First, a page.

Last year, Android 11 picked up a "hidden" feature straight out of the 90s: A "trash can" for deleted files. At the time, trashed files weren't actually user-manageable. Apps could mark items for deletion (they'd bite the dust 30 days later) and offer their own ways to restore them, but it wasn't the sort of centralized "trash can" or "recycle bin" for actually deleted files we're used to from other platforms. But based on a recent report, that could change in Android 12.
On Thursday, many American Express customers that had their cards loaded into Google Pay received a notice that their cards had been removed from the app. The cause was apparently a certificate issue, and over the next day or so, some customers had intermittent problems attempting to re-add their cards to Google Pay. We're told the issue has since been resolved, and though your disabled cards probably won't automatically reappear, you should be able to add them back now without any issue.
Google's rumored Pixel Buds refresh has been leaked to hell and back. We already know the company plans to make them cheaper than previous models, possibly by removing the swiping gesture for volume control. You don't need to wait until I/O next month to get Google's true wireless earbuds at a more affordable price. The latest-gen Pixel Buds have hit an all-time low at multiple retailers, making today the perfect opportunity to upgrade your headphones.
Googling something is second nature for billions of us around the world and it's one of the primary ways we seek new information. If you're a frequent user of the search engine on the web, there's a trick you should know about that will surely improve your googling experience.
User reviews are a big part of any storefront. Whether you're shopping on Amazon or directly from a manufacturer, being able to see what other buyers thought of the product can help you make an informed decision when buying. As Google continues to expand its online shop to include Pixel phones, Nest devices, Fitbit trackers, and more, it's vital for the company to add standard features to the site. Review pages for many of its most popular devices are now appearing on its storefront, but in typical Google fashion, they're launching half-baked and hidden from most users.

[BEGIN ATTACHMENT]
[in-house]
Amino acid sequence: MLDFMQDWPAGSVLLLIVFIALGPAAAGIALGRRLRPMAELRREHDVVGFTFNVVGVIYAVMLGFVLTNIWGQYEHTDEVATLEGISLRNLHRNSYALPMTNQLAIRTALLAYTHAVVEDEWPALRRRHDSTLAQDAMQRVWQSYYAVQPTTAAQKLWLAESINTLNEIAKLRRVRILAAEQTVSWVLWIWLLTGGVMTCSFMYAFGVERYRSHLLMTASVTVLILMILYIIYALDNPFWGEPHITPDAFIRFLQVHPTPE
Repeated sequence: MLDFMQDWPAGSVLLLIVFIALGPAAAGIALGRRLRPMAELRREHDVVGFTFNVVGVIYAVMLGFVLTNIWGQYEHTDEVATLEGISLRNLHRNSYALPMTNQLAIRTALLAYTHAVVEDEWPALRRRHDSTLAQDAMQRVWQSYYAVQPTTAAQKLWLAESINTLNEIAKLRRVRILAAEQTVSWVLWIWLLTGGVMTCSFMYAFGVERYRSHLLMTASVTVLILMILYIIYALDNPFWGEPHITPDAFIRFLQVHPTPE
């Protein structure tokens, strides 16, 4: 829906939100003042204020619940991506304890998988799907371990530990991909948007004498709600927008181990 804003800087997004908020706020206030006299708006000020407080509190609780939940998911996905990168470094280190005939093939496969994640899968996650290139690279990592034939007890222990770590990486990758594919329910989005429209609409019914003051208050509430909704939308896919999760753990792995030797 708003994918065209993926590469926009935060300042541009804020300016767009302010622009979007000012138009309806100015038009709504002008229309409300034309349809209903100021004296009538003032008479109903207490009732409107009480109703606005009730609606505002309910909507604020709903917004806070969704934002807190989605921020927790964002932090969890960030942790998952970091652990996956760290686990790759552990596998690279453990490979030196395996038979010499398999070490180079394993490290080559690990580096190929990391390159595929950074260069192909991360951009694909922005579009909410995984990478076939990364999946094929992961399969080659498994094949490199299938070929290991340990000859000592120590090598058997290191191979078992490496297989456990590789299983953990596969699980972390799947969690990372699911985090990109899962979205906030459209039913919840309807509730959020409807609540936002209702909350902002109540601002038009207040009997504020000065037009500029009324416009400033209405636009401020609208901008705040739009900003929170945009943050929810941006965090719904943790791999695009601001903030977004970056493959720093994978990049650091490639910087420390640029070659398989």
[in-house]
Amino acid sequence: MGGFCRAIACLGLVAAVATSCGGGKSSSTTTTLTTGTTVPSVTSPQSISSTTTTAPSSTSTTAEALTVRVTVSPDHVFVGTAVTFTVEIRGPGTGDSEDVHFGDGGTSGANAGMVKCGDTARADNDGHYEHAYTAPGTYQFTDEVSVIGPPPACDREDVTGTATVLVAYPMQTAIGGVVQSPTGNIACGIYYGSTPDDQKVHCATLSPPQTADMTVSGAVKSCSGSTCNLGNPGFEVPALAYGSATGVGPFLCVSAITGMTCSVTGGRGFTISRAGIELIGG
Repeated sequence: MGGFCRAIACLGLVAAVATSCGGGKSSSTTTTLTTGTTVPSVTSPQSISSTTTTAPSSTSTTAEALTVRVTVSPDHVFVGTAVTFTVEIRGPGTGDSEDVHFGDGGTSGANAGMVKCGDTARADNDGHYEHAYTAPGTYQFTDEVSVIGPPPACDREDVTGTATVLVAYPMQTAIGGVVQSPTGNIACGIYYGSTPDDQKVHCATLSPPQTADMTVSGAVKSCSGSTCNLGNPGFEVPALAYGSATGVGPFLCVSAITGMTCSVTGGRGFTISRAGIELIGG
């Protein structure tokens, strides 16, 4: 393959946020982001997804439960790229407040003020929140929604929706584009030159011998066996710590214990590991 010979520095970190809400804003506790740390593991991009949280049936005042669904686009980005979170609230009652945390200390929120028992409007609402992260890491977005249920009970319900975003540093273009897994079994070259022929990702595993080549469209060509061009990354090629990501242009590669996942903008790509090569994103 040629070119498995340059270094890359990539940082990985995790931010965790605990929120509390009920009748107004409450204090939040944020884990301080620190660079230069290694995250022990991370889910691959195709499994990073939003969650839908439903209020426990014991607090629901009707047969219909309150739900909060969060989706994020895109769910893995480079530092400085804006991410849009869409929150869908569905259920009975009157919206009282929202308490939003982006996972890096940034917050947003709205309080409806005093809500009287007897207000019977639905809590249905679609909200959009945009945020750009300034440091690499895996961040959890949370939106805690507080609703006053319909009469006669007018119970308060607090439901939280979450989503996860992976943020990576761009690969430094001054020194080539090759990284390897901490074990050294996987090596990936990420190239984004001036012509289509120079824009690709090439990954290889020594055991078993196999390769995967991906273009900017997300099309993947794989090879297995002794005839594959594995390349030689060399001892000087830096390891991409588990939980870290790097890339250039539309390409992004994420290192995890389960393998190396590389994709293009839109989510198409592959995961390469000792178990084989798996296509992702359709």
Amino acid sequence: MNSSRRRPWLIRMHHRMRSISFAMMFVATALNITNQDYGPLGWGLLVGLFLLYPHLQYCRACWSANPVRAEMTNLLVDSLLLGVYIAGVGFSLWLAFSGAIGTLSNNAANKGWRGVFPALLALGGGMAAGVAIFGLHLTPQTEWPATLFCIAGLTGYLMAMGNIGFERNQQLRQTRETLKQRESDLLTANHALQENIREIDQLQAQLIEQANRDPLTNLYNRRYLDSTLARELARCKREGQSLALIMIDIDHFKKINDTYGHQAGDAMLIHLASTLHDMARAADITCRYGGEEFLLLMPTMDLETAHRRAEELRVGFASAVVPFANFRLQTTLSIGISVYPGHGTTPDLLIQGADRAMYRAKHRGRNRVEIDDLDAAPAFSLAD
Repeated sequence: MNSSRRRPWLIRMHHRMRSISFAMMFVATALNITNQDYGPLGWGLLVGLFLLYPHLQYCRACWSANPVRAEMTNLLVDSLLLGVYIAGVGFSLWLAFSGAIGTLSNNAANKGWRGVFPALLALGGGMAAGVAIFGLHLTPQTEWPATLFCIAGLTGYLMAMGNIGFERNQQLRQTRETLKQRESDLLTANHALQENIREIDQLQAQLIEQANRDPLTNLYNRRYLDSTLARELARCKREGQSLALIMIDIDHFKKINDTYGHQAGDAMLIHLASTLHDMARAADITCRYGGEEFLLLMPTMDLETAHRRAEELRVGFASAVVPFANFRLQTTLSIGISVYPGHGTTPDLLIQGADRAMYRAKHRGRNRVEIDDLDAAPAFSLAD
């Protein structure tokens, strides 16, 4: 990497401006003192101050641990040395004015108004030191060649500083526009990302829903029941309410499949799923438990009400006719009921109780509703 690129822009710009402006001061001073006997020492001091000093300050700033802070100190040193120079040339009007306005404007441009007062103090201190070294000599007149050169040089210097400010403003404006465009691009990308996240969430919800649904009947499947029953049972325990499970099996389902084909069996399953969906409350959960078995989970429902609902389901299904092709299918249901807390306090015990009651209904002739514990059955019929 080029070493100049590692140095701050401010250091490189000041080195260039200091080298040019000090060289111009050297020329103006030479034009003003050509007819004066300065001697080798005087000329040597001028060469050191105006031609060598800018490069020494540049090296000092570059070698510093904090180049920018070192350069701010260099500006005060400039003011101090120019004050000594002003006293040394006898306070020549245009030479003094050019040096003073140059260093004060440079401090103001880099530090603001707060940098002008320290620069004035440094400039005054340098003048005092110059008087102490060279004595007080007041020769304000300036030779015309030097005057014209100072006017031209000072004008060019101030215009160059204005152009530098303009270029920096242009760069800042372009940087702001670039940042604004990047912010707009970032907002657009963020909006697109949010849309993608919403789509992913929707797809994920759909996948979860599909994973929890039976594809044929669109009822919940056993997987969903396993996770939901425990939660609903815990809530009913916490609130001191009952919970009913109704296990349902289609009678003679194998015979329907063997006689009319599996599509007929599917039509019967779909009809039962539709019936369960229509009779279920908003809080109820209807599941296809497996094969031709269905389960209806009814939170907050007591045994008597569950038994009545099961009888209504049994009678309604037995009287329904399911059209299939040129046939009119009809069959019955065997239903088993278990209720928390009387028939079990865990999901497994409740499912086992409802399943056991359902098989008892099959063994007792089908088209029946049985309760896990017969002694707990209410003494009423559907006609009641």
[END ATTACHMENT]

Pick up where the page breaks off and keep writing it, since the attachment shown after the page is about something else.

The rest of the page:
Rumors of a new pair of Google earbuds have been swirling for a little while now. It seems clear that we're getting a cheaper set — possibly called Pixel Buds A in line with its phone naming scheme for its more affordable models — and Google itself appeared to leak an image of the upcoming product. New evidence has popped up that points to a lack of volume gesture controls.
Dinosaurs may be extinct, but my local internet provider makes sure I encounter one every now and then — yes, I'm talking about the Chrome dino that appears when my internet goes down. If the game has soothed your frustration or distracted you from the terror of not being connected, you might want to get yourself one of these adorable figurines that can sit at your desk.
Google is calling its expanded Timelapse feature "the biggest update in years" to its Earth 3D mapping system. The tool allows you to overlay historical satellite photography on the 3D topographical maps, watching years of change to the landscape in just a few seconds. You can see dramatic shifts to populated cities, or the geological progression of waterways and landmasses. But of course the most obvious application of this tool is viewing climate change in a much more immediate way.
Google loves Easter eggs more than any other company I can think of, and it especially enjoys hiding games inside its various products. The most famous example of this would be the dino game in Chrome, but there are plenty of others to find. Google I/O is a little more than a month away, and it seems Google has taken the opportunity to hide a fun game of Breakout in the countdown page.
If you live in a home wired up with Google Assistant, and you also use Google Duo, you might be tired of getting alerts for calls on your Google Home smart speakers. If you have other people in your home, they're definitely tired of hearing those alerts when you aren't even there. Google's working on a fix for this: using presence detection, it can optionally only start ringing your smart speakers and displays when your phone is physically present.